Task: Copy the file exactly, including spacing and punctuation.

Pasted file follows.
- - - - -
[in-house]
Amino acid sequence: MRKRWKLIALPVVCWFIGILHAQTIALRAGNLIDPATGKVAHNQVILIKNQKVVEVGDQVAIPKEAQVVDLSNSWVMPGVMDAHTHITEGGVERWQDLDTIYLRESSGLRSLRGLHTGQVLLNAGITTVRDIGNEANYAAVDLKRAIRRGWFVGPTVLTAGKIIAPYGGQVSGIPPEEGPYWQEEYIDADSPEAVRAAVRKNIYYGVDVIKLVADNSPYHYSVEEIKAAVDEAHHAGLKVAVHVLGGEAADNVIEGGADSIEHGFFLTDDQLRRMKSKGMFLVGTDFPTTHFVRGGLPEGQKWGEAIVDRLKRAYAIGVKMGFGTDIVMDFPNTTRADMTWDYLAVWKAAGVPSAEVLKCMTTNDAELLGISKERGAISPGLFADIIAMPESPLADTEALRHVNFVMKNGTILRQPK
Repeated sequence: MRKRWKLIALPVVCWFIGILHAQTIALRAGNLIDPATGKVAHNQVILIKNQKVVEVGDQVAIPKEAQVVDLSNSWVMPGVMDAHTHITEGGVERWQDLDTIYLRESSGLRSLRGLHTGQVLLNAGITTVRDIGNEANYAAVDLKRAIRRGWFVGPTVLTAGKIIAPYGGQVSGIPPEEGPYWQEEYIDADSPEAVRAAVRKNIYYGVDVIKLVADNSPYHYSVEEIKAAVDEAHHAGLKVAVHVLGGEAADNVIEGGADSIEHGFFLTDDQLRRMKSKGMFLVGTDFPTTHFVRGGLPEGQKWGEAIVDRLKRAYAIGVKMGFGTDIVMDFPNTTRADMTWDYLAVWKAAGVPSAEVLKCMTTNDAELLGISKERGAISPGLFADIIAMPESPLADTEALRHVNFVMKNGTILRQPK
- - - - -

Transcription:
[in-house]
Amino acid sequence: MRKRWKLIALPVVCWFIGILHAQTIALRAGNLIDPATGKVAHNQVILIKNQKVVEVGDQVAIPKEAQVVDLSNSWVMPGVMDAHTHITEGGVERWQDLDTIYLRESSGLRSLRGLHTGQVLLNAGITTVRDIGNEANYAAVDLKRAIRRGWFVGPTVLTAGKIIAPYGGQVSGIPPEEGPYWQEEYIDADSPEAVRAAVRKNIYYGVDVIKLVADNSPYHYSVEEIKAAVDEAHHAGLKVAVHVLGGEAADNVIEGGADSIEHGFFLTDDQLRRMKSKGMFLVGTDFPTTHFVRGGLPEGQKWGEAIVDRLKRAYAIGVKMGFGTDIVMDFPNTTRADMTWDYLAVWKAAGVPSAEVLKCMTTNDAELLGISKERGAISPGLFADIIAMPESPLADTEALRHVNFVMKNGTILRQPK
Repeated sequence: MRKRWKLIALPVVCWFIGILHAQTIALRAGNLIDPATGKVAHNQVILIKNQKVVEVGDQVAIPKEAQVVDLSNSWVMPGVMDAHTHITEGGVERWQDLDTIYLRESSGLRSLRGLHTGQVLLNAGITTVRDIGNEANYAAVDLKRAIRRGWFVGPTVLTAGKIIAPYGGQVSGIPPEEGPYWQEEYIDADSPEAVRAAVRKNIYYGVDVIKLVADNSPYHYSVEEIKAAVDEAHHAGLKVAVHVLGGEAADNVIEGGADSIEHGFFLTDDQLRRMKSKGMFLVGTDFPTTHFVRGGLPEGQKWGEAIVDRLKRAYAIGVKMGFGTDIVMDFPNTTRADMTWDYLAVWKAAGVPSAEVLKCMTTNDAELLGISKERGAISPGLFADIIAMPESPLADTEALRHVNFVMKNGTILRQPK